3. The system recited in claim 2 in which the device is a diffraction grating.

4. The system recited in claim 1 in which the phase shift is linearly proportional to said difference in frequency.

5. The system recited in claim 4 in which the second means is a wedge shaped transparent medium whose refractive index with respect to said components can be modulated.

6. The system recited in claim 5 in which the transparent medium is electrooptic.

7. The system recited in claim 6 which further includes voltage means for controllably varying the said refractive index of the medium.

8. The system recited in claim 7 which further includes a source of the optical pulse beam and fifth means for utilizing the beam after interaction with the third means.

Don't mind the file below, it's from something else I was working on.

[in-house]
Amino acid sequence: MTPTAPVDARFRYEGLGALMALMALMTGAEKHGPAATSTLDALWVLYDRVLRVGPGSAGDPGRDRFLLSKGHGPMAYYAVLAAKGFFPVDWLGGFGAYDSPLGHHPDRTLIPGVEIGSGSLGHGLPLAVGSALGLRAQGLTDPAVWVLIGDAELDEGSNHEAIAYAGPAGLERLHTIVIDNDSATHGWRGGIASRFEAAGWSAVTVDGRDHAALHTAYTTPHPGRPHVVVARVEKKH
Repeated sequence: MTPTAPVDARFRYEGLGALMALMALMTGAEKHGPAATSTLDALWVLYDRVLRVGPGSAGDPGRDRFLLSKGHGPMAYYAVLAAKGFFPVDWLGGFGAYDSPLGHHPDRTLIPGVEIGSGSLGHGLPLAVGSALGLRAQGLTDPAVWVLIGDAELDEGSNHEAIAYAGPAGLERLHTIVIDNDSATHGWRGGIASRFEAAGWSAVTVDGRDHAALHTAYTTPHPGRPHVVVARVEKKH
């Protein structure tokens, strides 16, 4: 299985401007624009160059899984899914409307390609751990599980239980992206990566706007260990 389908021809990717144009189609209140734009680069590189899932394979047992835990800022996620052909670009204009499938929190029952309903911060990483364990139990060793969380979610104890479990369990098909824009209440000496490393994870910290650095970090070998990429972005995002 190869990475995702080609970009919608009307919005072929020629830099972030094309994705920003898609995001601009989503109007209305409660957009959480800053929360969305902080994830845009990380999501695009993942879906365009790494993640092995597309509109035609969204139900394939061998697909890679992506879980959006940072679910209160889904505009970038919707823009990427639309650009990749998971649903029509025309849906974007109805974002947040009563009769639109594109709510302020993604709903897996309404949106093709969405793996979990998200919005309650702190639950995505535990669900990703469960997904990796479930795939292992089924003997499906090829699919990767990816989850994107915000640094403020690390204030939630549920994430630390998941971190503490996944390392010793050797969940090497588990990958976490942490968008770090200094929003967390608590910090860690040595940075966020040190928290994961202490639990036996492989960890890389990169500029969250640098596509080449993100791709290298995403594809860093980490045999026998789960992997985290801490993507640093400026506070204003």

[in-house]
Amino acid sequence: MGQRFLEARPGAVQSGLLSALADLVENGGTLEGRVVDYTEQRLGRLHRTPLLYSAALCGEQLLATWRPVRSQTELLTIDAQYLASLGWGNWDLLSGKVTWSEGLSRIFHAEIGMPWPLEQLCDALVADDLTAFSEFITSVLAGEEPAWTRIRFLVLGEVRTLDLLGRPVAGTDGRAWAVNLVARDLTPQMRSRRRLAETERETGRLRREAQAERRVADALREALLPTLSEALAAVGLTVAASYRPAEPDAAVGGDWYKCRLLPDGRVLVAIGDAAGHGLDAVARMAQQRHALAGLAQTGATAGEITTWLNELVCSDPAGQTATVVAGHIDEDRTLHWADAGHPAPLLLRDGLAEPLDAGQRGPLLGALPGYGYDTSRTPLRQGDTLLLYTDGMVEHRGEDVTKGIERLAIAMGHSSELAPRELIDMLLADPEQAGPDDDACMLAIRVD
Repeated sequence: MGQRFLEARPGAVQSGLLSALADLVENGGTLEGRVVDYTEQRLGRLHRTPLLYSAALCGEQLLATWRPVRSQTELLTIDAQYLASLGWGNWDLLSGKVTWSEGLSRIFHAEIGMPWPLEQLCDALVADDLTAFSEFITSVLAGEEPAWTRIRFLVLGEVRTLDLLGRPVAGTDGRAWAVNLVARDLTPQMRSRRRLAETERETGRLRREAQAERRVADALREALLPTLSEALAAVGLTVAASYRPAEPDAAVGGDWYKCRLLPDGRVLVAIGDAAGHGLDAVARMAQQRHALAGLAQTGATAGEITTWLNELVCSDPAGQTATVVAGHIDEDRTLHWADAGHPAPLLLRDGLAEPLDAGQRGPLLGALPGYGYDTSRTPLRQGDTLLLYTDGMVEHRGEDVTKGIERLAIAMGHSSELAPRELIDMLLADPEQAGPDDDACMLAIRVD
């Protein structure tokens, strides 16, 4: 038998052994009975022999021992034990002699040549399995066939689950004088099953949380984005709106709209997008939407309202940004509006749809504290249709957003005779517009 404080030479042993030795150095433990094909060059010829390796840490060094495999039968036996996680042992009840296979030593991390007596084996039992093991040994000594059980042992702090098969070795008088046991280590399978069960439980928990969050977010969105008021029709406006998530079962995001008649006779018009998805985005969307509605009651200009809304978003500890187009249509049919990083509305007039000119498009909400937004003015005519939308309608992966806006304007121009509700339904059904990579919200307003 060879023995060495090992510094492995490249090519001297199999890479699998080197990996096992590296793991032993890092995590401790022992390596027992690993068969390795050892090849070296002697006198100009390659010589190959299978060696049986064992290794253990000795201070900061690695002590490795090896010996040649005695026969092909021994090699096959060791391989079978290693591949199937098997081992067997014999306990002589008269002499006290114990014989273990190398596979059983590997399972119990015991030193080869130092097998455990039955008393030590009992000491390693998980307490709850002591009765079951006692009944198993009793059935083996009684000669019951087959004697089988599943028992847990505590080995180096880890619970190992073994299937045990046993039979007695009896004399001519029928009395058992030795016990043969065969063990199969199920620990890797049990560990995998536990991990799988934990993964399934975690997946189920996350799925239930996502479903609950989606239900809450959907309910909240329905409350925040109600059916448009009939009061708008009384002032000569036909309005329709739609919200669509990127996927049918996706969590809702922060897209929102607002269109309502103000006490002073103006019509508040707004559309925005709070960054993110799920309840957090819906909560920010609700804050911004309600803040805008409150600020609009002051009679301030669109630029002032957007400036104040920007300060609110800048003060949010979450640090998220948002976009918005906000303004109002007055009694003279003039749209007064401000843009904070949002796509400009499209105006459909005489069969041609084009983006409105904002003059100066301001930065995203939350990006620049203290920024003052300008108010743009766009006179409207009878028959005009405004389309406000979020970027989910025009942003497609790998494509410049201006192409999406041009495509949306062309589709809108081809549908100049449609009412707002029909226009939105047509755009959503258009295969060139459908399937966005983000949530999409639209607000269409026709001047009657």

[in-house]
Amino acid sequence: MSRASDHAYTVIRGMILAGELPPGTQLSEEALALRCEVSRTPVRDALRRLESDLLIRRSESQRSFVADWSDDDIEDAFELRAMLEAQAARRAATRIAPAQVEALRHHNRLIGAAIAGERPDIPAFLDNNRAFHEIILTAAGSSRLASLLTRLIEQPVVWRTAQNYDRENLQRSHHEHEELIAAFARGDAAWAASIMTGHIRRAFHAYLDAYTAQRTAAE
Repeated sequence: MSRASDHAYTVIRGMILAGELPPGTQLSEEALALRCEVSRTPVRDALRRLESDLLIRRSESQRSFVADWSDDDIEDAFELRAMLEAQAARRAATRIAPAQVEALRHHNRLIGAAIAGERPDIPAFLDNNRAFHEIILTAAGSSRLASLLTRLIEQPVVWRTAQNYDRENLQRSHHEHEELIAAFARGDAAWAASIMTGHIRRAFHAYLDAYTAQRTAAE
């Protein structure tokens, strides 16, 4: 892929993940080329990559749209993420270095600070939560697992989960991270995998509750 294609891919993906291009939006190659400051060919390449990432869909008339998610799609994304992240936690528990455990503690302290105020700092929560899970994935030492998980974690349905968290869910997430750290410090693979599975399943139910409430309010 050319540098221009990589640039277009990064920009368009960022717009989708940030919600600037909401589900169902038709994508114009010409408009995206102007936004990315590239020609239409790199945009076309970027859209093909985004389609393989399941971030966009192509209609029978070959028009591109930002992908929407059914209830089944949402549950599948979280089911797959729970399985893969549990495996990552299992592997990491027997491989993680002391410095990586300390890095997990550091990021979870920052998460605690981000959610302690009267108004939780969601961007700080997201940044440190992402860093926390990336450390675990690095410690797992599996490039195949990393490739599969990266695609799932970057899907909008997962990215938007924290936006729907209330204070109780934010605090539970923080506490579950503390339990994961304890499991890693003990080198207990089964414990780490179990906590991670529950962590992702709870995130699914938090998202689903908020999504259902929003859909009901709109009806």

Referenced Cited
U.S. Patent Documents
3246557 April 1966 Mertz et al.
3492600 January 1970 Zitter
Patent History
Patent number: 3961841
Type: Grant
Filed: Sep 23, 1970
Date of Patent: Jun 8, 1976
Inventor: Joseph Anthony Giordmaine (Summit, NJ)
Primary Examiner: Ronald L. Wibert
Assistant Examiner: Edward S. Bauer
Application Number: 5/74,569
Current U.S. Class: 350/160R; 350/162R; 350/168
International Classification: G02f 116;